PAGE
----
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Khao Sok NP including lesser known waterfall and lake trails

28 Aug 2019 14:40 - 28 Aug 2019 14:55 #5337 by wvwv
This thread has few pictures because an SD card I was using corrupted when I transferred the files to PC... I always thought you would be able to recover the files using recovery software if that happened, as long as you didn't overwrite them, but apparently not, seems SD cards can just lose their file structure completely essentially making the data disappear. So any pictures are from previous trips. But there is some info and GPS tracks which will be useful for anybody going to Khao Sok and hiking independently... and anyway sometimes it's better to not know what to expect, right?

So there are 5 trails I will cover here.

1.) The trail from the visitor centre which terminates at Ton Kloi Waterfall (walking west)
2.) The trail from the visitor centre which terminates at Sip Et Chan Waterfall (walking north)
3.) The trail which starts from main road at km99 and finishes at Klong Pey (Pae) tributary at the lake
4.) The rafflesia flower trail which starts from the main road about 2km northwest of the Khao Sok Village turn off (km111?)
5.) A trail starting from a ranger station and finishing at the lake at Klong Ka tributary



When you enter the NP through the main checkpoint at Khao Sok Village you have a choice of 2 trails, the one on the left (1.) which has a second checkpoint where you register, is the one 95% of people do. If you walk straight on without crossing the small bridge instead, there is another trail with its own checkpoint (2.) but that checkpoint is never manned in my experience. The main trail (1.) is a dirt road for 3km after which you are supposed to hire a guide however this is not enforced at all - there are staff there in a hut/shop and they just let/watch tourists through without a guide. Past that point it is a proper trail and a GPS app and track is advisable if you want to get all the way to Ton Kloi. Trail 2 has no staff/huts on the trail and it is a proper trail throughout.


1.) is covered well enough on the web already so I won't go into much detail. Basically it follows the river and sidetrails lead to numerous waterfalls and swimming holes and a very large tree. I've never seen any elephant activity on this trail. Backcountry Navigator App has this track preloaded on their map.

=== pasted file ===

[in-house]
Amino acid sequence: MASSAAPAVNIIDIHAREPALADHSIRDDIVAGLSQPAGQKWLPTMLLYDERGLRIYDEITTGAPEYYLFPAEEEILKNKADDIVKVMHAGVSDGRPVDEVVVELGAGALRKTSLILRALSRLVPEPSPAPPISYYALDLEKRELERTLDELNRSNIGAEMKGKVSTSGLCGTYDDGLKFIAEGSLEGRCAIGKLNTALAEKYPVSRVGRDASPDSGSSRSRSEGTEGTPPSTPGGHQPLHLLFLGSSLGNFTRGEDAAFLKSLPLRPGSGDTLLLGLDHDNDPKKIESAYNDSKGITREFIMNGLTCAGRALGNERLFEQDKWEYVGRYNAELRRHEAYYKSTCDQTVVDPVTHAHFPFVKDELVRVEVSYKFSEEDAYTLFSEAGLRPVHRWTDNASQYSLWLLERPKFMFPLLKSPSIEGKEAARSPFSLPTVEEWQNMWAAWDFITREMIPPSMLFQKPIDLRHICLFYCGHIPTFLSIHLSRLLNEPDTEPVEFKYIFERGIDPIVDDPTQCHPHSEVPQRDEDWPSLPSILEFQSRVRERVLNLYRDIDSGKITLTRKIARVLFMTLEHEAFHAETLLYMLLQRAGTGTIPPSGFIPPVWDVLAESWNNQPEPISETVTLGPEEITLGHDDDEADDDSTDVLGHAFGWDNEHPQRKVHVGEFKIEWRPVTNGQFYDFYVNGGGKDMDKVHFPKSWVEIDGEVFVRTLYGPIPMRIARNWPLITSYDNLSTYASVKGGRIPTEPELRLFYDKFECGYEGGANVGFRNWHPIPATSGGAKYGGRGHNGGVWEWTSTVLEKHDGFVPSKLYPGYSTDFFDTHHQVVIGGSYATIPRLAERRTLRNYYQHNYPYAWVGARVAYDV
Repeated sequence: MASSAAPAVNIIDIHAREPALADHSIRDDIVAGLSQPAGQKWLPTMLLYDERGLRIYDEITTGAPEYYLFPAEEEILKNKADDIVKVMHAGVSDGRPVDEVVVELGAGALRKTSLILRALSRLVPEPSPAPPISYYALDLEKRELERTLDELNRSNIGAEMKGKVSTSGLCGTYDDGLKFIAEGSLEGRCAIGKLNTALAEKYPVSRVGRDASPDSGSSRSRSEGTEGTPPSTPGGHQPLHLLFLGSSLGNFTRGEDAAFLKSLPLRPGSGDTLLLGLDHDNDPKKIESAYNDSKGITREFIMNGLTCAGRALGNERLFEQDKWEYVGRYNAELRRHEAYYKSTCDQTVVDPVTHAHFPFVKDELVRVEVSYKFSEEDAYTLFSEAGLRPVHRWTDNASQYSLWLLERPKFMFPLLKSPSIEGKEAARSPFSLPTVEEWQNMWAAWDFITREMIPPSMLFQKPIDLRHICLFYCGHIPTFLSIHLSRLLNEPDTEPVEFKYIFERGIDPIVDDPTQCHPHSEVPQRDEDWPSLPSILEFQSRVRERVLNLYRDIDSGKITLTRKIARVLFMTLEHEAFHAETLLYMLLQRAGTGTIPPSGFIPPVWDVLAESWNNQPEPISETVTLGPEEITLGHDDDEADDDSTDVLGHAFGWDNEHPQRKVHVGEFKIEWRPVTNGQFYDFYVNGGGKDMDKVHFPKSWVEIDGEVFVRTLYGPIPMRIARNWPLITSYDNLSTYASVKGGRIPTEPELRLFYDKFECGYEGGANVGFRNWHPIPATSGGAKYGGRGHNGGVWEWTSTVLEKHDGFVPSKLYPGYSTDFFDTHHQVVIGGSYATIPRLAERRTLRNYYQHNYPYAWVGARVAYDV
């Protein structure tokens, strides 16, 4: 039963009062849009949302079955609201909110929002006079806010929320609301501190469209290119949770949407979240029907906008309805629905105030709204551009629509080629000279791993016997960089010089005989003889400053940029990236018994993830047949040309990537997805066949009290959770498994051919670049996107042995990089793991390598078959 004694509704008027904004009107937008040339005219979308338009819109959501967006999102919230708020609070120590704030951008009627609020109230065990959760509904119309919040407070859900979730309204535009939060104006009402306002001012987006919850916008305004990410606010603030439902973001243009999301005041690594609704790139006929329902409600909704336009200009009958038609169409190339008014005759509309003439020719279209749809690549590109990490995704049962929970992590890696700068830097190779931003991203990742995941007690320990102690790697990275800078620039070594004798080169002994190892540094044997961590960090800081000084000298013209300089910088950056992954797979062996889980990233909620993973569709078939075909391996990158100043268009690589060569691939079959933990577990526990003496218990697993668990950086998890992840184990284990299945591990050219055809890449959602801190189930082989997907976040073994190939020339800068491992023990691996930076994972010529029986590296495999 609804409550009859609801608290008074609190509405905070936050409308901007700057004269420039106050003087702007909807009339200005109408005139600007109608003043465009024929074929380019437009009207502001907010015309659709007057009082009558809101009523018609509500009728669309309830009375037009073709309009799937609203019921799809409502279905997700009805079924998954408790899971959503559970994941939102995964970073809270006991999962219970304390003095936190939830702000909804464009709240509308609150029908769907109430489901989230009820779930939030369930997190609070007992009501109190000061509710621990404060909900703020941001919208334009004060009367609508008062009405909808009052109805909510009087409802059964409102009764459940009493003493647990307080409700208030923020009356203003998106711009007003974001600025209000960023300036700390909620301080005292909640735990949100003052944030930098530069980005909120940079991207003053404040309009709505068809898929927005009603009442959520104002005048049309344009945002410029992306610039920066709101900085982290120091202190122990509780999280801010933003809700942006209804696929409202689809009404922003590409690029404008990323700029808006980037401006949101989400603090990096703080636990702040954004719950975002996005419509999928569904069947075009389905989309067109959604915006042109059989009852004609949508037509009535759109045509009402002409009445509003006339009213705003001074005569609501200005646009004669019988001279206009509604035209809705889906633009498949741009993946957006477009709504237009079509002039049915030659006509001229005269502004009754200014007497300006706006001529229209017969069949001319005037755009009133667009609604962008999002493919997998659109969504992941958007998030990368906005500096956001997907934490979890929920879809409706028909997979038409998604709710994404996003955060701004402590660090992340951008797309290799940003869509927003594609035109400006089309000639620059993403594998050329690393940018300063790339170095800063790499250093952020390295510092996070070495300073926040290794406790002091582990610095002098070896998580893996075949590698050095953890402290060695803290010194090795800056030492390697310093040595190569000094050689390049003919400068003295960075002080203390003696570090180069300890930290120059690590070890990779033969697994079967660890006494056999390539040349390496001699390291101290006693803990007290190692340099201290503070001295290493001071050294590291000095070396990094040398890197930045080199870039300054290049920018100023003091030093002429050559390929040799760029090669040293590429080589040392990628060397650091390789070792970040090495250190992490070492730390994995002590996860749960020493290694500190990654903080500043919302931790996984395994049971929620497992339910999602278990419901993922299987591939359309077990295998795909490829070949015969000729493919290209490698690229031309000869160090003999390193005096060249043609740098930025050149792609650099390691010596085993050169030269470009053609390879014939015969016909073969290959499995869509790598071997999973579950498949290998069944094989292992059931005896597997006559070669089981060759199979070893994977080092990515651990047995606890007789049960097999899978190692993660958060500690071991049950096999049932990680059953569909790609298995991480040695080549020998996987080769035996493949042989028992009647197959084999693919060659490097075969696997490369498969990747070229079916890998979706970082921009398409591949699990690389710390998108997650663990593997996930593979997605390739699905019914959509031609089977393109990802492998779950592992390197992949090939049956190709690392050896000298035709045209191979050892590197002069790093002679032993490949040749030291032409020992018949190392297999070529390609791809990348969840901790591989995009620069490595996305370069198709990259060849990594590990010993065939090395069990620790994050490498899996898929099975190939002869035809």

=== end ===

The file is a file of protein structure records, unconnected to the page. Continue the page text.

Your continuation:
2.) this trail is not walked very often and there are a couple of points where the trail is not obvious. Also near to the start of the trail there is a bridge over the river and a very long staircase up and down which is in slight disrepair so it has been closed (though still possible to walk it as of July 2019). However you do not need to cross that bridge or use that staircase to get to the waterfall, indeed it doesn't even go there, it's just an alternative, shorter route which loops back to the start. From the bridge which is on your left you just have to continue walking straight, the same way you were going, ignoring the bridge entirely. This is the GPS track for this trail:
www.gpsies.com/map.do;jsessionid=F4A9141...eId=stydctdezocgmziq

Backcountry Navigator App also has this track preloaded on their map. I would not recommend walking it without the GPS track (or a guide). On this trail there were frequent signs of elephant activity. I found a large snake egg (hatched) which I'm guessing was cobra or python due to size. The waterfall is not that impressive and this is probably the reason this trail is not walked that often, it's a long way for one average waterfall. But if just wanting to cover a few km on a trail looking for animals, it works well as you will not likely encounter anybody else. Anybody curious enough to have had a look would probably have turned around at the bridge. The trail crosses the river 4 or 5 times. There are leeches throughout in rainy season.


3.) Starts at km99, opposite 99 Coffee and a glamping hotel. This is by far my favourite track to walk in Khao Sok however there is an issue with access, rangers are not happy with you trying to walk it alone. I tried once last year and was turned around. There is no elephant activity on the trail and it is not particularly long so I don't know why they are so insistent on a guide for this trail whilst they don't insist upon it for the trails near visitor centre. But anyway this trail now has a big closed sign near the start of it and a few warning signs, but it is still in perfectly good condition except for a fallen tree or two. I don't think the rangers are using it anymore, at least not regularly. You can drive a car down the first half (3km) of it (I don't mean the general public should try that, just that rangers do it and it is possible), after that walking only for the final 3km. I think before they were using it as a shortcut to get to the lake. I walked this twice a few days apart and fallen bamboo across the road part hadn't been driven over/moved from one time to the next. So... up to you. I have read a few other reports of people walking this trail and then being picked up by boat at the lake but obviously that would require ranger assistance.